Jenny Cavallero was hoping to use Tinder’s verification feature to add a tick to her profile, letting potential matches know she’s a real person.
But when she tried to follow the steps where the app asks users to copy various poses, she faced an issue.
As Jenny, from Washington D.C., U.S., has disabilities that mean she can’t straighten her hands, the app said she had failed to match the pictures shown on screen.
The writer, librarian and comedian sent a message to the support team asking if there was another way she could be verified.
Although she can still use the app without verification, her experiences led her to decide to quit using it altogether.
‘This seems to be a form response that doesn’t address my actual problem, even though I clearly stated it was a disability issue. So, they either didn’t care to address it or don’t have any mechanism in place to do so and automatically just rejected my request for assistance.
‘If they want to use this method to verify people, there needs to be a mechanism for those who can’t do what’s requested because of disability to have an alternative.’
While users can quit and restart the verification process and potentially be given alternative photos to copy, the poses they are asked to follow are chosen at random and there is no guarantee it would be one they could follow.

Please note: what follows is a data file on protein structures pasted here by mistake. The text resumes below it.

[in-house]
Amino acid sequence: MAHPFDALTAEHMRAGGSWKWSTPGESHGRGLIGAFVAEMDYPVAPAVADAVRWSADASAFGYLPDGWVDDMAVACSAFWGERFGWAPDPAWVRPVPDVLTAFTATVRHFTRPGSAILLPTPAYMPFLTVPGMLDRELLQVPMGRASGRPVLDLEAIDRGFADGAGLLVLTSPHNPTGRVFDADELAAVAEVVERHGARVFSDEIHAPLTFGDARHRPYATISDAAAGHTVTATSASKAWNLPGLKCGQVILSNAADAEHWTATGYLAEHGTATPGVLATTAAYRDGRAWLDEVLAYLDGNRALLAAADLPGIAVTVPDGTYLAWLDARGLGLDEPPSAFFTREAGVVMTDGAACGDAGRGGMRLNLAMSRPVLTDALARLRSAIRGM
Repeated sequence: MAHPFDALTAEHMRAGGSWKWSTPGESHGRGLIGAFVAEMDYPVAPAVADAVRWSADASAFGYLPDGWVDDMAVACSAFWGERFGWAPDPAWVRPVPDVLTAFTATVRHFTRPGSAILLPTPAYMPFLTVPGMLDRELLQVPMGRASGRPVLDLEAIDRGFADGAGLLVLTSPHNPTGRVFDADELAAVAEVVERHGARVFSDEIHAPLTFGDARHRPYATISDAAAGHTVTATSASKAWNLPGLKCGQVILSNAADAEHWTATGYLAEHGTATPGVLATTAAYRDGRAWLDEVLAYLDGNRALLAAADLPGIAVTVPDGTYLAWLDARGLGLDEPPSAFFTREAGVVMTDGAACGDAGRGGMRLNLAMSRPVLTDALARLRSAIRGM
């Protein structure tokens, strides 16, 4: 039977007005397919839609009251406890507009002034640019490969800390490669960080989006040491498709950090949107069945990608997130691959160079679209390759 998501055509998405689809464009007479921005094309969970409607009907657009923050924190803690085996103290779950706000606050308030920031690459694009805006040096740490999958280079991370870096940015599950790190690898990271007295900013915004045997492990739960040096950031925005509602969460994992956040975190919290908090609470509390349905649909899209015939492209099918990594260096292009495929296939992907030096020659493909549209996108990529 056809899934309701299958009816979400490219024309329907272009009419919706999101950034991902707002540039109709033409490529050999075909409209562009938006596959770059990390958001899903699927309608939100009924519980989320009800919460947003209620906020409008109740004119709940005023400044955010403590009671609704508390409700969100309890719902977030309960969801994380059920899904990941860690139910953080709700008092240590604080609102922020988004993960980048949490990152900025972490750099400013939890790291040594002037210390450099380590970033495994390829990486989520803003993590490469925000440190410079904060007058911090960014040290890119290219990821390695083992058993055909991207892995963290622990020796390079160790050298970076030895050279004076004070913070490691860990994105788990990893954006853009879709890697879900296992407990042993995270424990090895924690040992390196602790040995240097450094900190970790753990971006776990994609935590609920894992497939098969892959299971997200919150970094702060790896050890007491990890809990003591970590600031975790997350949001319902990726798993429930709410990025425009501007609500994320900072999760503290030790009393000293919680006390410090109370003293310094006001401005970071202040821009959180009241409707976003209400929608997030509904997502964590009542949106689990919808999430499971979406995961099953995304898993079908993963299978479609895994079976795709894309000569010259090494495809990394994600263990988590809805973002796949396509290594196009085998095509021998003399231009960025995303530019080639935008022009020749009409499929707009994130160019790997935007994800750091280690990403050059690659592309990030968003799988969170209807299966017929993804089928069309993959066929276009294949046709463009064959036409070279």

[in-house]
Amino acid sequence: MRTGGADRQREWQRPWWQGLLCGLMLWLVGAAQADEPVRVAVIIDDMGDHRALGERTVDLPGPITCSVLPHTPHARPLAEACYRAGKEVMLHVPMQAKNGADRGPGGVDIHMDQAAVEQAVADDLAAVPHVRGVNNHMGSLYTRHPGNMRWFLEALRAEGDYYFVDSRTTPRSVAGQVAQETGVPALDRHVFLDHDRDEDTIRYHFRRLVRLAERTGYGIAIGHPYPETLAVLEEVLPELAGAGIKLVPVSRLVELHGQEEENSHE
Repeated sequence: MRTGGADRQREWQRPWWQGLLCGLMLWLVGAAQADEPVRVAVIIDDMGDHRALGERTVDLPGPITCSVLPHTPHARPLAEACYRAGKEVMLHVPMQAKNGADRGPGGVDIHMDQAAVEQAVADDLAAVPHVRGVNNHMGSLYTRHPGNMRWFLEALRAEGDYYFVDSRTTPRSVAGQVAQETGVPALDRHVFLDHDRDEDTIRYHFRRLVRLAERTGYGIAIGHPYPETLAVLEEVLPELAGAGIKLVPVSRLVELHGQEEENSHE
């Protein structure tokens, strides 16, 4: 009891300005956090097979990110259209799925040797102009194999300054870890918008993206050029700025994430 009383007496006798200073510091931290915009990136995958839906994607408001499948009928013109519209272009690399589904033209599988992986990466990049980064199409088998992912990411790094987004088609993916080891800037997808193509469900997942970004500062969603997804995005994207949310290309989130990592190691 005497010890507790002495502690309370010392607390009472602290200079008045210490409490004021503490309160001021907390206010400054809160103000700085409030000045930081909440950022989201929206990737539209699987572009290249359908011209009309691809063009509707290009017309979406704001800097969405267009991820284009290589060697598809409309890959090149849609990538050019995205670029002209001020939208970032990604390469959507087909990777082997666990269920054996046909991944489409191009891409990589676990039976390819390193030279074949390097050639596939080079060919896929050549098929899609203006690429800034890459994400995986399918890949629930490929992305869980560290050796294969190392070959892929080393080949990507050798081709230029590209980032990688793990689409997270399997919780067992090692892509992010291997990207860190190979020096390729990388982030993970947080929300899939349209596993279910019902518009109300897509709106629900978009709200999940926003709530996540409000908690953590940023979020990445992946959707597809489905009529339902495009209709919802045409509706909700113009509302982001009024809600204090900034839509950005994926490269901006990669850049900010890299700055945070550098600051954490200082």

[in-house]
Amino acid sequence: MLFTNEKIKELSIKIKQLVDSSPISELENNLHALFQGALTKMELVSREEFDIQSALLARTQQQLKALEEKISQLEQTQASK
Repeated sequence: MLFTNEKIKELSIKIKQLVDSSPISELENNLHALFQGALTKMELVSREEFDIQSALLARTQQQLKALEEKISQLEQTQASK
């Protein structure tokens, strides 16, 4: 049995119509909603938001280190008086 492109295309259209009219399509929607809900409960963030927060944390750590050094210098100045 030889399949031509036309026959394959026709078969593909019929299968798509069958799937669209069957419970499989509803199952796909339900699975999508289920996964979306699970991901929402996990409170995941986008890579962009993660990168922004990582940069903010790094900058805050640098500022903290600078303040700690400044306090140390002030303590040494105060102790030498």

Jenny then decided to post about her experiences on Twitter.
She said: ‘I posted about it mainly out of frustration, because little acts of ableism add up and make me exhausted. I wanted to call attention to it because Tinder touts it as a safety feature, but the way it’s currently designed excludes certain people from using it.
‘I don’t want other people to have this same experience. Dating is hard enough when you have a disability, these apps shouldn’t be adding to the problem.
‘People have been really supportive since I posted it, from a user-experience perspective, and as a disability rights issue.
‘Disabled people face much larger issues than this on a daily basis, especially BIPOC and LGBTQIA+ people. But even seemingly small things cause harm. We shouldn’t be excluded, nor ignored when we call attention to a problem.’
Tinder said that they are continually working to improve users’ experiences with the app and told Metro.co.uk: ‘We’re so sorry to hear anyone has had a difficult experience with our Photo Verification feature, and believe that verification should be as accessible as possible to everyone.
‘We are in contact with anyone who has reached out with this experience and are working with them to verify their accounts.’
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